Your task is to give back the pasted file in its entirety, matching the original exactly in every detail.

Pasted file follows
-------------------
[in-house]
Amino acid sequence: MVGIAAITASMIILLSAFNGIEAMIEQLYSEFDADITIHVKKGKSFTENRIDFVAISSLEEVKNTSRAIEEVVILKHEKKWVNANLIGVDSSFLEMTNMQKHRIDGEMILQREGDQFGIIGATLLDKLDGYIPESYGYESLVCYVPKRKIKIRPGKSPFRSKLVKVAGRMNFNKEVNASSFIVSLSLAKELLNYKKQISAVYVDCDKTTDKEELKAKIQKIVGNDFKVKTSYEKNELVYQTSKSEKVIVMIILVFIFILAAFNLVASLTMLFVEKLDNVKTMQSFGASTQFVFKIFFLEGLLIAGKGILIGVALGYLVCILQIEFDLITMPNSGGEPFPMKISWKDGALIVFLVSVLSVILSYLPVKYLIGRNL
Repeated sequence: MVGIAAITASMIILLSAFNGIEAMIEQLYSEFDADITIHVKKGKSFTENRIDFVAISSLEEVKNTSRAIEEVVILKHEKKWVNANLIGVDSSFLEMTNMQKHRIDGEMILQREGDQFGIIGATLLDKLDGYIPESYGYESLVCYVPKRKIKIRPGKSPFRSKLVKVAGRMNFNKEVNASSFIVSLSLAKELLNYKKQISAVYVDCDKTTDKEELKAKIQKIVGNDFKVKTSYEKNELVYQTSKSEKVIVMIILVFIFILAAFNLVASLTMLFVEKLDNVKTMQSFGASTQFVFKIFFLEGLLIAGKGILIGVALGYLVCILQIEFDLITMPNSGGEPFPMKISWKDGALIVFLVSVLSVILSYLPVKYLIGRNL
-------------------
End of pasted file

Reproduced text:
[in-house]
Amino acid sequence: MVGIAAITASMIILLSAFNGIEAMIEQLYSEFDADITIHVKKGKSFTENRIDFVAISSLEEVKNTSRAIEEVVILKHEKKWVNANLIGVDSSFLEMTNMQKHRIDGEMILQREGDQFGIIGATLLDKLDGYIPESYGYESLVCYVPKRKIKIRPGKSPFRSKLVKVAGRMNFNKEVNASSFIVSLSLAKELLNYKKQISAVYVDCDKTTDKEELKAKIQKIVGNDFKVKTSYEKNELVYQTSKSEKVIVMIILVFIFILAAFNLVASLTMLFVEKLDNVKTMQSFGASTQFVFKIFFLEGLLIAGKGILIGVALGYLVCILQIEFDLITMPNSGGEPFPMKISWKDGALIVFLVSVLSVILSYLPVKYLIGRNL
Repeated sequence: MVGIAAITASMIILLSAFNGIEAMIEQLYSEFDADITIHVKKGKSFTENRIDFVAISSLEEVKNTSRAIEEVVILKHEKKWVNANLIGVDSSFLEMTNMQKHRIDGEMILQREGDQFGIIGATLLDKLDGYIPESYGYESLVCYVPKRKIKIRPGKSPFRSKLVKVAGRMNFNKEVNASSFIVSLSLAKELLNYKKQISAVYVDCDKTTDKEELKAKIQKIVGNDFKVKTSYEKNELVYQTSKSEKVIVMIILVFIFILAAFNLVASLTMLFVEKLDNVKTMQSFGASTQFVFKIFFLEGLLIAGKGILIGVALGYLVCILQIEFDLITMPNSGGEPFPMKISWKDGALIVFLVSVLSVILSYLPVKYLIGRNL